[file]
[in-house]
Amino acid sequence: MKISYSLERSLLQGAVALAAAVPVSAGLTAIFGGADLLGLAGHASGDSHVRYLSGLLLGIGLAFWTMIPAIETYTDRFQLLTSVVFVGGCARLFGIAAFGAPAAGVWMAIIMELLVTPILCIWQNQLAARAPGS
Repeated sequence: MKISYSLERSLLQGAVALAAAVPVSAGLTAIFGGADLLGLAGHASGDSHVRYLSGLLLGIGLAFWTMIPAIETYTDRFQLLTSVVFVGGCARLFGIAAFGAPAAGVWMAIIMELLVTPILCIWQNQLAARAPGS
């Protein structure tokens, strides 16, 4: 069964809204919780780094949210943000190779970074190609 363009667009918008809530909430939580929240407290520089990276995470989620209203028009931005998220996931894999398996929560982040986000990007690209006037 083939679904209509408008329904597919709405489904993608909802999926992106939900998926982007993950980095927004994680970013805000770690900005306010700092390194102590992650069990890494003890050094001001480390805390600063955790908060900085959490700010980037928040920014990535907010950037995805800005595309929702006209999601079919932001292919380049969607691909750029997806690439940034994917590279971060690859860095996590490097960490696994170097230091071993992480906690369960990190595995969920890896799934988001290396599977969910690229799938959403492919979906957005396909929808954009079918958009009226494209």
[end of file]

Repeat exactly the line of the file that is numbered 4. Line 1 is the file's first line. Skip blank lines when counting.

């Protein structure tokens, strides 16, 4: 069964809204919780780094949210943000190779970074190609 363009667009918008809530909430939580929240407290520089990276995470989620209203028009931005998220996931894999398996929560982040986000990007690209006037 083939679904209509408008329904597919709405489904993608909802999926992106939900998926982007993950980095927004994680970013805000770690900005306010700092390194102590992650069990890494003890050094001001480390805390600063955790908060900085959490700010980037928040920014990535907010950037995805800005595309929702006209999601079919932001292919380049969607691909750029997806690439940034994917590279971060690859860095996590490097960490696994170097230091071993992480906690369960990190595995969920890896799934988001290396599977969910690229799938959403492919979906957005396909929808954009079918958009009226494209």